Global News

Breaking news & current latest Canadian news headlines; national weather forecasts & predictions, local news videos, money and financial news; sports stats and scores.

World’s oceans were warmest on record in 2021, climate report says.

Click to play video: 'Heatwaves threatens Pacific Ocean’s carbon capture powers'

WATCH: Heatwaves threatens Pacific Ocean's carbon capture powers – Dec 9, 2021

The world’s oceans grew to their warmest and most acidic levels on record last year, the World Meteorological Organization (WMO) said on Wednesday, as United Nations officials warned that war in Ukraine threatened global climate commitments.

Oceans saw the most striking extremes as the WMO detailed a range of turmoil wrought by climate change in its annual “State of the Global Climate” report. It said melting ice sheets had helped push sea levels to new heights in 2021.

“Our climate is changing before our eyes. The heat trapped by human-induced greenhouse gases will warm the planet for many generations to come,” said WMO Secretary-General Petteri Taalas in a statement.

The report follows the latest U.N. climate assessment, which warned that humanity must drastically cut its greenhouse gas emissions or face increasingly catastrophic changes to the world’s climate.

Taalas told reporters there was scant airtime for climate challenges as other crises, such as the COVID-19 pandemic and war in Ukraine, grabbed headlines.

Selwin Hart, U.N. Secretary-General Antonio Guterres’s special adviser on climate action, criticized countries reneging on climate commitments due to the conflict, which has pushed up energy prices and prompted European nations to seek to replace Russia as an energy supplier.


“We are … seeing many choices being made by many major economies which, quite frankly, have the potential to lock in a high-carbon, high-polluting future and will place our climate goals at risk,” Hart told reporters.

On Tuesday, global equity index giant MSCI warned that the world faces a dangerous increase in greenhouse gases if Russian gas is replaced with coal.

The WMO report said levels of climate-warming carbon dioxide and methane in the atmosphere in 2021 surpassed previous records.

Globally, the average temperature last year was 1.11 degrees Celsius above the preindustrial average — as the world edges closer to the 1.5C threshold beyond which the effects of warming are expected to become drastic.

“It is just a matter of time before we see another warmest year on record,” Taalas said.

Oceans bear much of the brunt of the warming and emissions. The bodies of water absorb around 90 per cent of the Earth’s accumulated heat and 23 per cent of the carbon dioxide emissions from human activity.

The ocean has warmed markedly faster in the last 20 years, hitting a new high in 2021, and is expected to become even warmer, the report said. That change would likely take centuries or millennia to reverse, it noted.

The ocean is also now its most acidic in at least 26,000 years as it absorbs and reacts with more carbon dioxide in the atmosphere.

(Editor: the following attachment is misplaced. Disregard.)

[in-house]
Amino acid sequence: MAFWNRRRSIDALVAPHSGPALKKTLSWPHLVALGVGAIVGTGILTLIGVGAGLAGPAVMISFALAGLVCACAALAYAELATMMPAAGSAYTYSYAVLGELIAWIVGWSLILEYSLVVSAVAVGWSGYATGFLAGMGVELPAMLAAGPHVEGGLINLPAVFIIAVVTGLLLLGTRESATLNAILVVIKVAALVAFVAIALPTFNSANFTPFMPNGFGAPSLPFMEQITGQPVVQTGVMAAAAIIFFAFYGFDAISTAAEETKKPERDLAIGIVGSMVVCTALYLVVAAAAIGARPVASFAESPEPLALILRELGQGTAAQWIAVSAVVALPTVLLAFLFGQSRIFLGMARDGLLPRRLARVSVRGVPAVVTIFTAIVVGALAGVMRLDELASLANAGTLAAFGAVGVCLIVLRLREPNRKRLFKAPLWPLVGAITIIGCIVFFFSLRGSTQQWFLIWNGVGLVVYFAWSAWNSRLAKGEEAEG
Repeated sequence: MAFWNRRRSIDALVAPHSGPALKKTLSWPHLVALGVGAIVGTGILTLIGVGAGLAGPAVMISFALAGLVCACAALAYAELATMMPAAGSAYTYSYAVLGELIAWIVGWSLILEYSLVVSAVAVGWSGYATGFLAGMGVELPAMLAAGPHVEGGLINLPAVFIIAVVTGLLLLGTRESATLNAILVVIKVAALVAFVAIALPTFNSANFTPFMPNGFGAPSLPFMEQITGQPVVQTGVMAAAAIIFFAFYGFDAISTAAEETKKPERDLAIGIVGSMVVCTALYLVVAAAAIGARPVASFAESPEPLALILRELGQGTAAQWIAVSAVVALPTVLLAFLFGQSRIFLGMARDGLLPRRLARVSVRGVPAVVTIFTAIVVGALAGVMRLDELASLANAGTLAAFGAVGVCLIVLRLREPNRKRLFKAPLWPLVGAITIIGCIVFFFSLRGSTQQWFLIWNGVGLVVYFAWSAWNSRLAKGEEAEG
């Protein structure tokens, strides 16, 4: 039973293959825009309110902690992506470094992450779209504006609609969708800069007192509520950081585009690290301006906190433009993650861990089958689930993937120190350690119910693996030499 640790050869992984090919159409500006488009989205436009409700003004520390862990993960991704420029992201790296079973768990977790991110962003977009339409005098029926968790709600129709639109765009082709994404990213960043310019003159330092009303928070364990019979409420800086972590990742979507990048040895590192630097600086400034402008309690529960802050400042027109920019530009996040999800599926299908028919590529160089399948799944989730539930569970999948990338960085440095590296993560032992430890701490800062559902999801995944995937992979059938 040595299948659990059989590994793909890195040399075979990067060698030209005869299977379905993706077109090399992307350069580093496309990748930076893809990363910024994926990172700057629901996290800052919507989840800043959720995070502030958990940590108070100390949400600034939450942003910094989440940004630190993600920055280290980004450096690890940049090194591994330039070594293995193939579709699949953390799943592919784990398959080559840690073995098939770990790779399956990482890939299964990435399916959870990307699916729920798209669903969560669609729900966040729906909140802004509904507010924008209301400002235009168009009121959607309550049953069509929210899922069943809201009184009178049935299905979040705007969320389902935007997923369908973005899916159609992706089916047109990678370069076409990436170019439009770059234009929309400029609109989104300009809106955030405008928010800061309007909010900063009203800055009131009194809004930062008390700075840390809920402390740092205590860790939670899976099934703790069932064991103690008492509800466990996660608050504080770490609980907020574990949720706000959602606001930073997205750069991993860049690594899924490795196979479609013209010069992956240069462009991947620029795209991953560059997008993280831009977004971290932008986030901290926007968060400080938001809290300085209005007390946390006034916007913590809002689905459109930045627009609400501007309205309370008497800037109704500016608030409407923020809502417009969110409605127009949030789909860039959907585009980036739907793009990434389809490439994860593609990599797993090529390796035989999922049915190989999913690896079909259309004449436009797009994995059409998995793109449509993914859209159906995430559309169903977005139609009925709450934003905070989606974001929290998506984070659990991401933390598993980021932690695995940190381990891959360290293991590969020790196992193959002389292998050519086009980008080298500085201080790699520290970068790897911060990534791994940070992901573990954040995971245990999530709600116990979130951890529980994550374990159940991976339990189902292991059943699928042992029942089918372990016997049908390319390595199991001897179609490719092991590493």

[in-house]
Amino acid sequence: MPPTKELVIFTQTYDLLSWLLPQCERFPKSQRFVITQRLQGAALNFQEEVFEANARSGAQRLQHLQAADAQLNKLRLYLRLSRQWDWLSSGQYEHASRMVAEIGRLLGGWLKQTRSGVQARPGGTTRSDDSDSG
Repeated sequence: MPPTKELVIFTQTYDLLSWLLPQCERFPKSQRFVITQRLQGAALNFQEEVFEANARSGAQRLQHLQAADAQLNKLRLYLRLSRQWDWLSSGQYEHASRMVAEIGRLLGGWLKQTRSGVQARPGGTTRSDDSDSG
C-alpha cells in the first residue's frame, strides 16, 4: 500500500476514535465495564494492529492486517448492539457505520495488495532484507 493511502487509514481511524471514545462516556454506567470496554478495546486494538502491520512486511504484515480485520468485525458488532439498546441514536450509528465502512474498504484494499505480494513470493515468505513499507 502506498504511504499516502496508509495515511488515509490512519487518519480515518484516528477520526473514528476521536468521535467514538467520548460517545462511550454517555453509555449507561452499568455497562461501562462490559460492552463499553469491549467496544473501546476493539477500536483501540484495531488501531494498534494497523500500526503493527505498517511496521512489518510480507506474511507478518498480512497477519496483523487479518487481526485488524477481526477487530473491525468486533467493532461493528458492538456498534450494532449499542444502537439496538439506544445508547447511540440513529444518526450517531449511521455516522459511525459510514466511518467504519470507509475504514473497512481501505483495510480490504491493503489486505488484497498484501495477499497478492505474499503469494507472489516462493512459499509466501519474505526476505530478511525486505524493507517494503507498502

Sea level has risen 4.5 cm (1.8 inches) in the last decade, with the annual increase from 2013 to 2021 more than double what it was from 1993 to 2002.

The WMO also listed individual extreme heatwaves, wildfires, floods and other climate-linked disasters around the world, noting reports of more than $100 billion in damages.

© 2022 Reuters

Останні новини

Ukraine Reports Massive Attack From Belarus

Ukraine said it came under "massive bombardment" Saturday from neighbouring Belarus, a Russian ally not officially involved in the conflict, the day after announcing a retreat from the strategic city...


January 6 hearing to focus on Trump's push for DOJ to help overturn 2020 election.

January 6 hearing to focus on Trump's push for DOJ to help overturn 2020 election.

During its fifth public hearing on Thursday, the House select committee investigating January 6 will focus on efforts by former President Donald Trump to influence the Justice Department to overturn the 2020 election results. CBS News' Trinity Cha...


MoneyWatch: First-time unemployment claims decline

MoneyWatch: First-time unemployment claims decline

According to the U.S. Department of Labor, initial jobless claims fell to 229,000 for the week ending June 18th. That's 2,000 fewer than the previous week. CBS News reporter Sarah Ewall-Wice joined Errol Barnett and Anne-Marie Green to discuss wha...

PM urges critics to keep an 'open mind' on Rwanda policy.

PM urges critics to keep an 'open mind' on Rwanda policy.

Prime Minister Boris Johnson is in Rwanda's capital Kigali where he is due to meet the Prince of Wales as well as 54 heads of state for the Commonwealth Heads of Government Meeting. And Sky's Political Editor Beth Rigby explains why that UK govern...

Investigation underway into jet's fiery crash landing in Miami.

Investigation underway into jet's fiery crash landing in Miami.

Federal investigators are looking into how a Red Air plane carrying 140 people ended up partially in flames after suffering a landing gear issue at Miami International Airport on Tuesday.

Biden calls for national gas holiday

Biden calls for national gas holiday

With the national average reaching a near record, President Joe Biden is pushing Congress to suspend the federal gas tax, promising it will give drivers a much-needed break.

Uvalde police chief placed on administrative leave

Uvalde police chief placed on administrative leave

Embattled Uvalde Police Chief Pete Arredondo has been criticized for his handling of the shooting at Robb Elementary School on May 24 that killed 19 students and two teachers.